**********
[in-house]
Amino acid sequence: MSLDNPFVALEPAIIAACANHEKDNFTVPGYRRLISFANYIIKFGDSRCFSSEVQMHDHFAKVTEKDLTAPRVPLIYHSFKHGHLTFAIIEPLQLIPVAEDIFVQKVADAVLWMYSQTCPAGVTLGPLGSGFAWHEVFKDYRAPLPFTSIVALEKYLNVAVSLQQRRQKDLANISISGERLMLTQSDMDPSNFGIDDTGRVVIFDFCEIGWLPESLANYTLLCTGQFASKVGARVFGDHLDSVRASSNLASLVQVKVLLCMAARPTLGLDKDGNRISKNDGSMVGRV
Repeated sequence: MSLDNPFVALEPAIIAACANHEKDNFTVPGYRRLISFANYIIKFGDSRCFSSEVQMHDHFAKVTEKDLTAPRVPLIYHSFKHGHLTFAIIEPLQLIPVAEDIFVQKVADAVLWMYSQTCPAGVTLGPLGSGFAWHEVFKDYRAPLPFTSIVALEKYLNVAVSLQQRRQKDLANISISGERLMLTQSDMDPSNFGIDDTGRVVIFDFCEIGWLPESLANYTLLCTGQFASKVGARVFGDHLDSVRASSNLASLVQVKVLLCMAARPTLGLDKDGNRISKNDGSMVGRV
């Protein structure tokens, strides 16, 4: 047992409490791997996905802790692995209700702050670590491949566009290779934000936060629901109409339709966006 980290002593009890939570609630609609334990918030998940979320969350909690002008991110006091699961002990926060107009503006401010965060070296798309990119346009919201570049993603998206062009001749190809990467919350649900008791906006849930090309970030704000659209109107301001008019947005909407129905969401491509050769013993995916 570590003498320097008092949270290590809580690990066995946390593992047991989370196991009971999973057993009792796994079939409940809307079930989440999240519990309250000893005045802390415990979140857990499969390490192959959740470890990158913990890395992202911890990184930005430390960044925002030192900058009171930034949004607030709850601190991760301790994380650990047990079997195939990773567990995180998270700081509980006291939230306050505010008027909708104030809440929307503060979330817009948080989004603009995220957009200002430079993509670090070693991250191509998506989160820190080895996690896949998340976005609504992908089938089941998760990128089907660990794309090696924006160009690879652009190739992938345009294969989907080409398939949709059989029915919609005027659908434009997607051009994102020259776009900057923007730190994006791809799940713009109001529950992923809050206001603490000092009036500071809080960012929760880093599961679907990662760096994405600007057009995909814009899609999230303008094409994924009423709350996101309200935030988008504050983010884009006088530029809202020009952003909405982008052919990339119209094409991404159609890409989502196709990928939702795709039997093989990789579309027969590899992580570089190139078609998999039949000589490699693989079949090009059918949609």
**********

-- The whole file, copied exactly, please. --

[in-house]
Amino acid sequence: MSLDNPFVALEPAIIAACANHEKDNFTVPGYRRLISFANYIIKFGDSRCFSSEVQMHDHFAKVTEKDLTAPRVPLIYHSFKHGHLTFAIIEPLQLIPVAEDIFVQKVADAVLWMYSQTCPAGVTLGPLGSGFAWHEVFKDYRAPLPFTSIVALEKYLNVAVSLQQRRQKDLANISISGERLMLTQSDMDPSNFGIDDTGRVVIFDFCEIGWLPESLANYTLLCTGQFASKVGARVFGDHLDSVRASSNLASLVQVKVLLCMAARPTLGLDKDGNRISKNDGSMVGRV
Repeated sequence: MSLDNPFVALEPAIIAACANHEKDNFTVPGYRRLISFANYIIKFGDSRCFSSEVQMHDHFAKVTEKDLTAPRVPLIYHSFKHGHLTFAIIEPLQLIPVAEDIFVQKVADAVLWMYSQTCPAGVTLGPLGSGFAWHEVFKDYRAPLPFTSIVALEKYLNVAVSLQQRRQKDLANISISGERLMLTQSDMDPSNFGIDDTGRVVIFDFCEIGWLPESLANYTLLCTGQFASKVGARVFGDHLDSVRASSNLASLVQVKVLLCMAARPTLGLDKDGNRISKNDGSMVGRV
């Protein structure tokens, strides 16, 4: 047992409490791997996905802790692995209700702050670590491949566009290779934000936060629901109409339709966006 980290002593009890939570609630609609334990918030998940979320969350909690002008991110006091699961002990926060107009503006401010965060070296798309990119346009919201570049993603998206062009001749190809990467919350649900008791906006849930090309970030704000659209109107301001008019947005909407129905969401491509050769013993995916 570590003498320097008092949270290590809580690990066995946390593992047991989370196991009971999973057993009792796994079939409940809307079930989440999240519990309250000893005045802390415990979140857990499969390490192959959740470890990158913990890395992202911890990184930005430390960044925002030192900058009171930034949004607030709850601190991760301790994380650990047990079997195939990773567990995180998270700081509980006291939230306050505010008027909708104030809440929307503060979330817009948080989004603009995220957009200002430079993509670090070693991250191509998506989160820190080895996690896949998340976005609504992908089938089941998760990128089907660990794309090696924006160009690879652009190739992938345009294969989907080409398939949709059989029915919609005027659908434009997607051009994102020259776009900057923007730190994006791809799940713009109001529950992923809050206001603490000092009036500071809080960012929760880093599961679907990662760096994405600007057009995909814009899609999230303008094409994924009423709350996101309200935030988008504050983010884009006088530029809202020009952003909405982008052919990339119209094409991404159609890409989502196709990928939702795709039997093989990789579309027969590899992580570089190139078609998999039949000589490699693989079949090009059918949609």